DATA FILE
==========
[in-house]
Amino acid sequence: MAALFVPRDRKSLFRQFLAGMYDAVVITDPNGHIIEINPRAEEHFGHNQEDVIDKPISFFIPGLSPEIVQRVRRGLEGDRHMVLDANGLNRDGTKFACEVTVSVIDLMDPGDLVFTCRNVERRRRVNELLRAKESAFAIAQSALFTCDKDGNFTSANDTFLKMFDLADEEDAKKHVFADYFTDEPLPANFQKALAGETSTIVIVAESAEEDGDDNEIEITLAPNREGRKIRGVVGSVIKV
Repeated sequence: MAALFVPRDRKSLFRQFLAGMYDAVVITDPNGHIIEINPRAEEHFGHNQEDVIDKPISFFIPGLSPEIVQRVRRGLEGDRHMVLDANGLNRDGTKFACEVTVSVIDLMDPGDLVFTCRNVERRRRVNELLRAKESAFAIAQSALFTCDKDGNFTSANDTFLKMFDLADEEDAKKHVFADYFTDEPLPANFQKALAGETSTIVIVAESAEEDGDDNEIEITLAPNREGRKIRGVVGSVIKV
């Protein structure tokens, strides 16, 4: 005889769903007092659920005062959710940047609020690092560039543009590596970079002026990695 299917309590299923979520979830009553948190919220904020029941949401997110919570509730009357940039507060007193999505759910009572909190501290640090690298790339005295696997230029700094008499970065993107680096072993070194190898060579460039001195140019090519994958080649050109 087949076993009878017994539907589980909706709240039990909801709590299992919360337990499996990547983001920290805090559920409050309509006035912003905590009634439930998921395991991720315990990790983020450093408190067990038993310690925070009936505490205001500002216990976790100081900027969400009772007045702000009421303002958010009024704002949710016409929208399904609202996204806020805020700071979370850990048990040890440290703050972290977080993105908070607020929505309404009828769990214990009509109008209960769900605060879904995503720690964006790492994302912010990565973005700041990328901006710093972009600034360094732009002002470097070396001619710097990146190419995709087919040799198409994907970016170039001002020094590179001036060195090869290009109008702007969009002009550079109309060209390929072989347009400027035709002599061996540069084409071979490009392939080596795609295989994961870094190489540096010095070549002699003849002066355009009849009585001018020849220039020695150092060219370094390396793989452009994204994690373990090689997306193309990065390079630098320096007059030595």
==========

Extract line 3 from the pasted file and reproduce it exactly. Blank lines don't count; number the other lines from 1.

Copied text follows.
Repeated sequence: MAALFVPRDRKSLFRQFLAGMYDAVVITDPNGHIIEINPRAEEHFGHNQEDVIDKPISFFIPGLSPEIVQRVRRGLEGDRHMVLDANGLNRDGTKFACEVTVSVIDLMDPGDLVFTCRNVERRRRVNELLRAKESAFAIAQSALFTCDKDGNFTSANDTFLKMFDLADEEDAKKHVFADYFTDEPLPANFQKALAGETSTIVIVAESAEEDGDDNEIEITLAPNREGRKIRGVVGSVIKV